We think of the review as the child's meeting, and their social worker should find out who they want to be there if they are old enough. We can have different meetings so that we get the views of the other people or agencies, or they can send us their opinions in other ways if the child doesn't want them to be invited.
Where do we have the reviews?
In the best place for the child. We often have reviews where the child or young person lives, like their foster home or children's home. But we can also have the review at your locaility, at school or somewhere else where the child feels comfortable.
What should parents do for LAC reviews?
Parents are normally invited to the review. When it is possible and appropriate, it's important for parents to come to the review so they can give information and help update the plans for their child.
Sometimes parents don't have contact with their child because a court has restricted this or because parents are separated, and sometimes the child might not want them to come. If the parent can't come, we send them a consultation form, which asks them to put down their views so they can be talked about in the meeting.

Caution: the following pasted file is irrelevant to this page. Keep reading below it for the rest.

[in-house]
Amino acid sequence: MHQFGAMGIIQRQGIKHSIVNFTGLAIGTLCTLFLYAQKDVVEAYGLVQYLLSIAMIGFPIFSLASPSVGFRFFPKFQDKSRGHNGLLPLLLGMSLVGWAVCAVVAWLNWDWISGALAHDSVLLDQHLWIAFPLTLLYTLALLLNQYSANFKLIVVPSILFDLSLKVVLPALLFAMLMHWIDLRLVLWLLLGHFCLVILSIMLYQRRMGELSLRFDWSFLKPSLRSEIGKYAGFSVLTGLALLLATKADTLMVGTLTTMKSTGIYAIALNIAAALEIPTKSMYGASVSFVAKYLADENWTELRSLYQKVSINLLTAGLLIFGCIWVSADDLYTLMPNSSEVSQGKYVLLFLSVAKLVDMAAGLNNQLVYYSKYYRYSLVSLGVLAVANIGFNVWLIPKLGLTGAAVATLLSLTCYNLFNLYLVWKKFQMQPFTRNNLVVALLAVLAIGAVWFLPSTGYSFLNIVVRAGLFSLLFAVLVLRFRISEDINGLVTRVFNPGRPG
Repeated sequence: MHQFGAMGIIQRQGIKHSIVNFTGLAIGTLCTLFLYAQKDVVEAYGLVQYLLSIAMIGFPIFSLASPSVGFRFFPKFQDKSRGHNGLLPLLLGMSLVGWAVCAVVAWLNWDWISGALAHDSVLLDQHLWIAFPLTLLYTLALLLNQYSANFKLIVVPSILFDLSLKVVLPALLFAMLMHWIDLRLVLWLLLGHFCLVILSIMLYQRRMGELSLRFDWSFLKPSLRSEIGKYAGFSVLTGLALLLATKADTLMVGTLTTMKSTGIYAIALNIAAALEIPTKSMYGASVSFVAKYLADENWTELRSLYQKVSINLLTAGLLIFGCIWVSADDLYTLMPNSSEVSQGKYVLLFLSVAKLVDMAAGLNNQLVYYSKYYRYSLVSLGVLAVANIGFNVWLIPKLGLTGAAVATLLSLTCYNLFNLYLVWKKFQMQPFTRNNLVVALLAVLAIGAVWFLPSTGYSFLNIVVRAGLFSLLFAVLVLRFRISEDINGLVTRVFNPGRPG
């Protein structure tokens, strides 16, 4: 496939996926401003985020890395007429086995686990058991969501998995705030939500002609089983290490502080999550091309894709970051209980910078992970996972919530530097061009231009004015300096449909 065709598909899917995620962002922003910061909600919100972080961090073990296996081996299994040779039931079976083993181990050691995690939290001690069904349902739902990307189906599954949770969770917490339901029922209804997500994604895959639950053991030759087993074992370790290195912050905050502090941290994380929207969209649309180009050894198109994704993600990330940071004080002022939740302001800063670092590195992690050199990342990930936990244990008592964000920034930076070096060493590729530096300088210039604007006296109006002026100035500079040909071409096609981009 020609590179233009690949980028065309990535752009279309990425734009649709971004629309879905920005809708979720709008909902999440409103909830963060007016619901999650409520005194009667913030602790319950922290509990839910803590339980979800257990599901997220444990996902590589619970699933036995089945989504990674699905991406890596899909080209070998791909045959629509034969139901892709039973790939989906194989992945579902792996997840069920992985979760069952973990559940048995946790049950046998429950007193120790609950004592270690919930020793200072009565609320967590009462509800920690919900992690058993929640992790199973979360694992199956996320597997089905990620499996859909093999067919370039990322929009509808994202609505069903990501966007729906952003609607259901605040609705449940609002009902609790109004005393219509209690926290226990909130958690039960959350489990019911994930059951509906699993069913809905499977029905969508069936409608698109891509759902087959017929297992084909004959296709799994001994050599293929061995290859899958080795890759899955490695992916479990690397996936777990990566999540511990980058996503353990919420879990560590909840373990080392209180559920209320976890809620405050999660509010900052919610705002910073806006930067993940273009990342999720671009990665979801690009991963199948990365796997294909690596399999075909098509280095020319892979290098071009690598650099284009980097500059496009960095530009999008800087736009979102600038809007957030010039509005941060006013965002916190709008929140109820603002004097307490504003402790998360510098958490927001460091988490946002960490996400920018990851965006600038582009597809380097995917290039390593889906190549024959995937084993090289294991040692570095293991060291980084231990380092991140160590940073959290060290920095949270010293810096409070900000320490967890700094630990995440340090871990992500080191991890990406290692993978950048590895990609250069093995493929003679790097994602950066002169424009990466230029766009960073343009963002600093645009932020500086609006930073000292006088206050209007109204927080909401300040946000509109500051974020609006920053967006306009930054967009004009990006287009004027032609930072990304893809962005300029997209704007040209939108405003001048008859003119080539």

Your views as a parent or carer are very important to the review. If you feel you can't express what you think, you can bring along someone to help you or speak for you. This should be someone you trust. You should let the chairperson know before the meeting if someone is coming to help you. If the child or young person feels uncomfortable with the arrangements, this may affect who can go.
Very rarely, parents and their supporters can be kept out of the child's review. If this happens, we explain the reasons why and send feedback from the review in writing afterwards.
Who is in charge of the review?
LAC reviews are the child's meeting, but we have someone who acts as chairperson to make sure the meeting stays on track. This person is called an Independent Conference Reviewing Officer (ICRO).
Young people have told us they want the same person to chair all their reviews, so each looked after child has one ICRO who chairs their reviews every time where possible.
Who is my ICRO?
If you're unsure of who your or your child's ICRO is, you can contact the ICRO team -
Tel: 01482 300 300
Who gets a copy of the review report?
All the people who came to the review or were invited. The ICRO writes up notes from the meeting and send the report, usually within two weeks.